Wed 01 July 2020:
Number of confirmed cases exceeds 407,000 while recoveries surpass 195,000, according to statistics website Worldometer
KHARTOUM, Sudan (AA) – The death toll in Africa from the novel coronavirus topped 10,000 Tuesday, according to a statistics website.
The number of fatalities on the continent from the coronavirus now stands at 10,166 while 195,045 people have recovered, according to data from Worldometer.
Some 11,022 new cases were registered in the last 24 hours, bringing the total to 407,336.
The most affected countries are Egypt, South Africa and Algeria.
There are 2,953 deaths in Egypt, 2,657 in South Africa and 912 in Algeria.
The countries with the highest number of cases are South Africa with 151,209, Egypt with 68,311 and Ghana with 25,133.
Collapse of the middle class
As the coronavirus surges in many countries in Africa, it is threatening to push as many as 58 million people in the region into extreme poverty, experts at the World Bank say. But beyond the devastating consequences for the continent’s most vulnerable people, the pandemic is also whittling away at one of Africa’s signature achievements: the growth of its middle class.
About 170 million out of Africa’s 1.3 billion people are now classified as middle class. But about eight million of them could be thrust into poverty because of the coronavirus and its economic fallout, according to World Data Lab, a research organization.
The economic fallout of the Covid-19 outbreak is also being felt among the middle class in Nigeria, Africa’s largest economy. Hit by low oil revenues in the pandemic, the West African nation faces increasing unemployment rates and a recession that could last until 2021, according to the International Monetary Fund.
As demand for goods and services crashed, small businesses and entrepreneurs dependent on cash flow found themselves increasingly in dire straits.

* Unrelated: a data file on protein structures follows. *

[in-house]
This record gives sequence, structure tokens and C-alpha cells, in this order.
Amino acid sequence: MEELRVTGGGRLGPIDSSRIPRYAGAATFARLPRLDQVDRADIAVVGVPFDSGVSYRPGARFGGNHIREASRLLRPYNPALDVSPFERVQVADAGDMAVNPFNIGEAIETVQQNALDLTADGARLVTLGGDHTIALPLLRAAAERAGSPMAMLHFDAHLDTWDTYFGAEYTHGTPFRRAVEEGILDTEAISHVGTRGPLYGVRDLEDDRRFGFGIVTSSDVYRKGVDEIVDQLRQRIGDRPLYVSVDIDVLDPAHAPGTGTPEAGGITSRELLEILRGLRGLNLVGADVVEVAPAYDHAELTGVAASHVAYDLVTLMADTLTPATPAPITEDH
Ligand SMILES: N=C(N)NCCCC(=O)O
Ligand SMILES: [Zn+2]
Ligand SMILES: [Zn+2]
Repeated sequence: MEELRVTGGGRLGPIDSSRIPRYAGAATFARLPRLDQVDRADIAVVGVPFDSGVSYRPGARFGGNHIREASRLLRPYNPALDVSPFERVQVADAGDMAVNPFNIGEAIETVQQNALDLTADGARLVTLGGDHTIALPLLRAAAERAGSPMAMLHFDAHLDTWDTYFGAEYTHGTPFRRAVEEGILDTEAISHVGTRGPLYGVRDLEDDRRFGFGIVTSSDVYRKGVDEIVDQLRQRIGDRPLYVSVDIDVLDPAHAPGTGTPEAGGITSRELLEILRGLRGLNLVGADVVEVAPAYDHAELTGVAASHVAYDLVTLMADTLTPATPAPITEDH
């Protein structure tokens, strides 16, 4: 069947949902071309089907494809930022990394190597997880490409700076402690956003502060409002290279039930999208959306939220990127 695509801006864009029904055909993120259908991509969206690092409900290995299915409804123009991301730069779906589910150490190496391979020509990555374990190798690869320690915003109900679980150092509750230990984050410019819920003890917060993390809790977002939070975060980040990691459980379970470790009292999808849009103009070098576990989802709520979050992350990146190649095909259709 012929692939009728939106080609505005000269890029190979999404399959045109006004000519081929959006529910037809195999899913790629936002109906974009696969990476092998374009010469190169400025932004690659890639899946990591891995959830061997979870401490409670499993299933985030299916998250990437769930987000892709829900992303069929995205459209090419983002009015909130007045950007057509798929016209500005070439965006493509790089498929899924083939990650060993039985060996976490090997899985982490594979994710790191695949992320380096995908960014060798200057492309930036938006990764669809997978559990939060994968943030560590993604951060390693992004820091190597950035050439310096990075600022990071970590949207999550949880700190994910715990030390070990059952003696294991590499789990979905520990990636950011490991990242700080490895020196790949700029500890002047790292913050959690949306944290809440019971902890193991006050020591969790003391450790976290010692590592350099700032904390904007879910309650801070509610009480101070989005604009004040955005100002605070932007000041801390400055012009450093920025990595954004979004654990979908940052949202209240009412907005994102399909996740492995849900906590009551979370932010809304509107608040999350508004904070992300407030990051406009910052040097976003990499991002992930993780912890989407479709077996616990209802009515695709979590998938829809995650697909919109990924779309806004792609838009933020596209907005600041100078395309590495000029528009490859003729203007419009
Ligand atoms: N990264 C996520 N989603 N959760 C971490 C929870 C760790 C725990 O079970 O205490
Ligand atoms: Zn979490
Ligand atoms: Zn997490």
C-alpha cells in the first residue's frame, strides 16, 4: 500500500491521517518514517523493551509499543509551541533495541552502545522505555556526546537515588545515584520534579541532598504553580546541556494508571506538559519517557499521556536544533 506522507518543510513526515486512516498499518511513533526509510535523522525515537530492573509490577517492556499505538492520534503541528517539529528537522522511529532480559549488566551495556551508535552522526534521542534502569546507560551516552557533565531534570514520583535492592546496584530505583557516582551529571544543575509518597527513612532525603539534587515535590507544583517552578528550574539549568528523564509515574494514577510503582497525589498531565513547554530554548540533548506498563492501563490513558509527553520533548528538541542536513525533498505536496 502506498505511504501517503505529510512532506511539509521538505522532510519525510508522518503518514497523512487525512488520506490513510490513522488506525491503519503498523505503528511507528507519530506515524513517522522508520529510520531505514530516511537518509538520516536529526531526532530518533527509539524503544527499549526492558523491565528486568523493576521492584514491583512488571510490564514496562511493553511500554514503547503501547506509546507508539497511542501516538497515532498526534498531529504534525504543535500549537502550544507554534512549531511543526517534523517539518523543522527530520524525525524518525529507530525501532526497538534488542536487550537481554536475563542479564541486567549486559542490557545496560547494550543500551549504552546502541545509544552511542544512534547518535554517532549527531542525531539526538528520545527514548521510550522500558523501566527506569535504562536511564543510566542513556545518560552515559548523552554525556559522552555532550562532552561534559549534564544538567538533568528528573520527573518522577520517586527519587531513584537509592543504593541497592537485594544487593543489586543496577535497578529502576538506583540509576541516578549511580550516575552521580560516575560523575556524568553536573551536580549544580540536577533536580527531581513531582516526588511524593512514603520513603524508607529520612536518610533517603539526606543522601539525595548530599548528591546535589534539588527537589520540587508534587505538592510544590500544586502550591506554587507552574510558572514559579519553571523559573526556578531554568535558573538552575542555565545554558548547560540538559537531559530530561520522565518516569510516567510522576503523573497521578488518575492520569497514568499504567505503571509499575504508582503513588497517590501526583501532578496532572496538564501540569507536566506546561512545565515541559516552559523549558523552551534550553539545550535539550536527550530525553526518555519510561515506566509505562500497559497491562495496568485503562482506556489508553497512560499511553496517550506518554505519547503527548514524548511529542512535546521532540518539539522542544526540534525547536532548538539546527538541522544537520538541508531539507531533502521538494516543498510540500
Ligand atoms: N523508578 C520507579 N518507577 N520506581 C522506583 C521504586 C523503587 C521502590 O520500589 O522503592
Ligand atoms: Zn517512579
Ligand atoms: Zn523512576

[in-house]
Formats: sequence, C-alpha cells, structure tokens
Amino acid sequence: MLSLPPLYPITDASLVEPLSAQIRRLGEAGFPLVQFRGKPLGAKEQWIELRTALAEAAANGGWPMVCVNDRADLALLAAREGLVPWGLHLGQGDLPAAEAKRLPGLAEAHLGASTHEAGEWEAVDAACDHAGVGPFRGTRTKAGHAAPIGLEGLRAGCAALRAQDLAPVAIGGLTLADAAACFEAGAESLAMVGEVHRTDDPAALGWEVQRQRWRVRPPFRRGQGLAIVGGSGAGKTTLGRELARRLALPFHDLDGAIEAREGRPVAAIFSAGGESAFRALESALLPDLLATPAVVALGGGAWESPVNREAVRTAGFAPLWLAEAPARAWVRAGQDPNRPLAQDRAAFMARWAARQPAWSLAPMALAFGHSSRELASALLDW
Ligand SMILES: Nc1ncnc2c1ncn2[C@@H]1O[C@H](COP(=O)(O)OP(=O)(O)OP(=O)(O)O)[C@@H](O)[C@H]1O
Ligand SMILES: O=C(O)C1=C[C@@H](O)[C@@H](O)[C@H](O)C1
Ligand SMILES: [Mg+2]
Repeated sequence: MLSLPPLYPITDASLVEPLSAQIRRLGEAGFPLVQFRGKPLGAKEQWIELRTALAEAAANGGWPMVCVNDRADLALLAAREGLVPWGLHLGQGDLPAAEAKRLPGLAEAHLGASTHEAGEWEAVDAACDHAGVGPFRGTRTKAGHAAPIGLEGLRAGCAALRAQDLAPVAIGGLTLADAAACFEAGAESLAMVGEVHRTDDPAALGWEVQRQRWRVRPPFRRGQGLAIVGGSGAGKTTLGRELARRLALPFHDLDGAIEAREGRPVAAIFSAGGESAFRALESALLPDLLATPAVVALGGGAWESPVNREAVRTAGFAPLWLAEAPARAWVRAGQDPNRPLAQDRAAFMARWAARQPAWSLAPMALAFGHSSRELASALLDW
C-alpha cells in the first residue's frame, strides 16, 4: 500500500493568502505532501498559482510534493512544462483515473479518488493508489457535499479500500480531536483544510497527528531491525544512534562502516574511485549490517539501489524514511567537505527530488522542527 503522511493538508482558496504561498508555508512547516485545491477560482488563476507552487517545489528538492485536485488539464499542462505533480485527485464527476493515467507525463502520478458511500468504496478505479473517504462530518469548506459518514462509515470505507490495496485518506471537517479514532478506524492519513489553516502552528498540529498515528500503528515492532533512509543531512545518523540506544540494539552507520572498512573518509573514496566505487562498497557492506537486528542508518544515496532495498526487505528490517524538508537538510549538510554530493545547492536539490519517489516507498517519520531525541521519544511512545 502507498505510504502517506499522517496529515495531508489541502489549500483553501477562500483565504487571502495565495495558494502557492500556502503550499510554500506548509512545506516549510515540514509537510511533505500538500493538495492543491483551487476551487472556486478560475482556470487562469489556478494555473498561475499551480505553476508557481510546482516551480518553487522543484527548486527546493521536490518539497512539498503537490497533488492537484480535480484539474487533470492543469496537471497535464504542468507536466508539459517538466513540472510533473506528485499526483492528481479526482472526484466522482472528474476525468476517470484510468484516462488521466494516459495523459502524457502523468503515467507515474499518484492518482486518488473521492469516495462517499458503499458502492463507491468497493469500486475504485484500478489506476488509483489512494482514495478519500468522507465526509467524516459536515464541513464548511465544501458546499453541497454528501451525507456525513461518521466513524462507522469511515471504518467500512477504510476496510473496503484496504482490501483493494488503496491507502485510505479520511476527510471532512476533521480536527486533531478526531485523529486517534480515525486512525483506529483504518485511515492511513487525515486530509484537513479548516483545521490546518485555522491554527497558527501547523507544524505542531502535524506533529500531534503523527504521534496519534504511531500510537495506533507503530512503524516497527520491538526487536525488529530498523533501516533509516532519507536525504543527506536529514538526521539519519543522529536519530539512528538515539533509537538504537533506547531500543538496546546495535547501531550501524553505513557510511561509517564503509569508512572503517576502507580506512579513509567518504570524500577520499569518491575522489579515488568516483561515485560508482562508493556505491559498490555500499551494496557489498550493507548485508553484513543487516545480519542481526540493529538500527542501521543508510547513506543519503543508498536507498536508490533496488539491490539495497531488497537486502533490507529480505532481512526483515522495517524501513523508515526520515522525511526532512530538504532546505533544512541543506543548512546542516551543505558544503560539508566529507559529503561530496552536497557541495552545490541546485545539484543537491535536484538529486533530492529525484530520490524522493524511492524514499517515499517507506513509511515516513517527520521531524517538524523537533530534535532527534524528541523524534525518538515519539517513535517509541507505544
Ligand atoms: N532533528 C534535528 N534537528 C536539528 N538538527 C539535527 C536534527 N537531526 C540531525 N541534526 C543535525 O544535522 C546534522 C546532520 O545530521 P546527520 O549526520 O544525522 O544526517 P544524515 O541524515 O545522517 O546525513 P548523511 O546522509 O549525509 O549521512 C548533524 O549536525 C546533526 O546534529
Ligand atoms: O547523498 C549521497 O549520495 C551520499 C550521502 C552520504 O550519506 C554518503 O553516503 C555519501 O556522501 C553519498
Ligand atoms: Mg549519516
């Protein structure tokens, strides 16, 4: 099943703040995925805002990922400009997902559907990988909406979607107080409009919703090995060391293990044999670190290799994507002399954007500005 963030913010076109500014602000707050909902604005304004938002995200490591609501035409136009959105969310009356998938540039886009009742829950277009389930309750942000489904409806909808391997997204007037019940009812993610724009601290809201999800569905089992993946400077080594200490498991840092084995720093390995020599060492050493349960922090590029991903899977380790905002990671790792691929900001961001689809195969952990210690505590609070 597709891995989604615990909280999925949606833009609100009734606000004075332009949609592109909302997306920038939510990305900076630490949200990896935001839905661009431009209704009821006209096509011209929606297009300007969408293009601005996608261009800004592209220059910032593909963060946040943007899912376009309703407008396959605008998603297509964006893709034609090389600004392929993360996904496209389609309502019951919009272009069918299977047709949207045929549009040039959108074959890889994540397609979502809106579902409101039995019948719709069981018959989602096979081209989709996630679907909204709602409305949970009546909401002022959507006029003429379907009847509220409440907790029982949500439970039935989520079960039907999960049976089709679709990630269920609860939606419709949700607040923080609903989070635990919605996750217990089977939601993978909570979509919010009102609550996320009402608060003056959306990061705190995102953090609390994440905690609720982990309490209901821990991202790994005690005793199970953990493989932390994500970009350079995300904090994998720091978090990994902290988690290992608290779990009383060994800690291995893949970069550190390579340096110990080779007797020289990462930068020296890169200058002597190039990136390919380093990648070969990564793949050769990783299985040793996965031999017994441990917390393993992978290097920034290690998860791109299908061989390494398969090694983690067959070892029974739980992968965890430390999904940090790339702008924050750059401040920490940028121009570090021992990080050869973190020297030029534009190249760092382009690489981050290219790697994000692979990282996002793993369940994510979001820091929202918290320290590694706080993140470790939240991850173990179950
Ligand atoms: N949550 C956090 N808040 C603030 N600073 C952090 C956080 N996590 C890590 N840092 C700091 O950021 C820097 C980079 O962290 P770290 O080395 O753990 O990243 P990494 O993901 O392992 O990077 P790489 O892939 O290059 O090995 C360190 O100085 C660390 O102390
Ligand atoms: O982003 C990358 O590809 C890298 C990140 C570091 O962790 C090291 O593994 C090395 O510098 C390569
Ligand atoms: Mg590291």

It’s a setback that may be felt for years to come.
“The tragedy is that because Africa is not growing fast, this collapse of the middle class could take several years to recover,” said Homi Kharas, a senior fellow at the Brookings Institution and the co-founder of the World Data Lab.
Africa’s middle class tripled over the past 30 years, by some estimates, spurred by job opportunities in sectors like technology, tourism and manufacturing. But now that the region is facing its first recession in 25 years, millions of educated people living in urban centers could fall victim to the extreme income inequality that has defined Africa for decades.
Amidst its huge battle with Covid-19 and its attempt to contain the virus outspread, South Africa is suffering from the increasing rates of unemployment that has reached 30%, as many people have lost their jobs as a result of the current pandemic and the subsequent lockdown.
Throughout the first three months of the year, 350,000 joined the ranks of the unemployed, taking the total number up to 7 million jobless people in the country.
The South African nation may experience another tough day as the finance minister Tito Mboweni is set to discuss the supplementary budget. He is expected to declare an unprecedented budget deficit and unmatched shrinkage in economic growth.
In light of the deteriorating economic conditions and people threatened to lose their jobs, Taxi workers went on a strike last week to express their dissatisfaction with the current situation and the way the government is resolving their issues.
After originating in Wuhan, China last December, COVID-19 has spread to at least 188 countries and regions.
The pandemic has killed more than 510,000 people worldwide, with total infections exceeding 10.4 million, while over 5.33 million people have recovered from the disease, according to figures compiled by US-based Johns Hopkins University.
with Anadolu Agency
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